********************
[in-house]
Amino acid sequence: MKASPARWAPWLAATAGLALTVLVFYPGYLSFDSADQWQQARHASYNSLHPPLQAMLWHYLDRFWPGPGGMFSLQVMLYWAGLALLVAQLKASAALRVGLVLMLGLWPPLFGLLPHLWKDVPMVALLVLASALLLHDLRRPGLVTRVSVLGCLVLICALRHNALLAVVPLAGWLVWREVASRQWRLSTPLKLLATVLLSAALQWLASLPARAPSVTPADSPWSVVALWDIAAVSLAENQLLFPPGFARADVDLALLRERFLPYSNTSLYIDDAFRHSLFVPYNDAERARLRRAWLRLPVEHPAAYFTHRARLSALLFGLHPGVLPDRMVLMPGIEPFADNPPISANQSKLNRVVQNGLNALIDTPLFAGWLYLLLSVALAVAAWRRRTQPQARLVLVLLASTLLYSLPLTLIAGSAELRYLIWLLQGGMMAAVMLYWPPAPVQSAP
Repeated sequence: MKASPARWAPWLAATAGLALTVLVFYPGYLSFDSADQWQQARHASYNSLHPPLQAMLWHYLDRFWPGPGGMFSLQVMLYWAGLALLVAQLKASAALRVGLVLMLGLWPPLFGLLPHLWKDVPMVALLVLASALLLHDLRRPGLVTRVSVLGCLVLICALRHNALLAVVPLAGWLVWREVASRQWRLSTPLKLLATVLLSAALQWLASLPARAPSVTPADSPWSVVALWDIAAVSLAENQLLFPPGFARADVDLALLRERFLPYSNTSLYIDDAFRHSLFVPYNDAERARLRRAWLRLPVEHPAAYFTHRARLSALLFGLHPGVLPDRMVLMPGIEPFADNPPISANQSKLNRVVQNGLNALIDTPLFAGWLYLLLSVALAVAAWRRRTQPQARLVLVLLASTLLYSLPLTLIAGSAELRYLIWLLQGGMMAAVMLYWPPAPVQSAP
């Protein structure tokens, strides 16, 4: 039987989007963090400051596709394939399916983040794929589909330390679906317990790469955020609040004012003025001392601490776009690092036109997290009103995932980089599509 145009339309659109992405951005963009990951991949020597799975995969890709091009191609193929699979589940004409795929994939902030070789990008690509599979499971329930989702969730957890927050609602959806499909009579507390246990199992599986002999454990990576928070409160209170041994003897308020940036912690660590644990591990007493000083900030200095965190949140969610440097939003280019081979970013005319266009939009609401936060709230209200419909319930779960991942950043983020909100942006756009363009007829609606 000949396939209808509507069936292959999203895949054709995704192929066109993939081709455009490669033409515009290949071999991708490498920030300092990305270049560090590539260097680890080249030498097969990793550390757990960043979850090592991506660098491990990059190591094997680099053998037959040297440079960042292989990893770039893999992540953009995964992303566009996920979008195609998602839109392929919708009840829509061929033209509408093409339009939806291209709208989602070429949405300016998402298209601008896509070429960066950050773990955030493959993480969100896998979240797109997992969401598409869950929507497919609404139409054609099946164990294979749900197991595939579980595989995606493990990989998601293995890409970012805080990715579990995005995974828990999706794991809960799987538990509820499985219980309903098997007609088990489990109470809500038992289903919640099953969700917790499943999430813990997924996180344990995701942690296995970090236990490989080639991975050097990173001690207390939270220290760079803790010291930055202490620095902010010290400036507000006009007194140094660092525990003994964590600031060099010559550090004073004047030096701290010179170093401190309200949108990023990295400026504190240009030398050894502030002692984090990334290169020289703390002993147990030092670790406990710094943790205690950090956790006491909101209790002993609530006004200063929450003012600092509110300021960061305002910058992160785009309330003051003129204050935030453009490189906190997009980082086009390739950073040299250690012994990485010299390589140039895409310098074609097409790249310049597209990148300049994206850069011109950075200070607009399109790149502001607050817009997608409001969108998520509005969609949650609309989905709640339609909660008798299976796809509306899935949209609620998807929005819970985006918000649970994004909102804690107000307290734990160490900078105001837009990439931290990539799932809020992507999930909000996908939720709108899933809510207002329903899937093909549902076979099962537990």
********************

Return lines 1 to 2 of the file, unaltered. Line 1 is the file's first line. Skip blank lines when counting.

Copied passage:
[in-house]
Amino acid sequence: MKASPARWAPWLAATAGLALTVLVFYPGYLSFDSADQWQQARHASYNSLHPPLQAMLWHYLDRFWPGPGGMFSLQVMLYWAGLALLVAQLKASAALRVGLVLMLGLWPPLFGLLPHLWKDVPMVALLVLASALLLHDLRRPGLVTRVSVLGCLVLICALRHNALLAVVPLAGWLVWREVASRQWRLSTPLKLLATVLLSAALQWLASLPARAPSVTPADSPWSVVALWDIAAVSLAENQLLFPPGFARADVDLALLRERFLPYSNTSLYIDDAFRHSLFVPYNDAERARLRRAWLRLPVEHPAAYFTHRARLSALLFGLHPGVLPDRMVLMPGIEPFADNPPISANQSKLNRVVQNGLNALIDTPLFAGWLYLLLSVALAVAAWRRRTQPQARLVLVLLASTLLYSLPLTLIAGSAELRYLIWLLQGGMMAAVMLYWPPAPVQSAP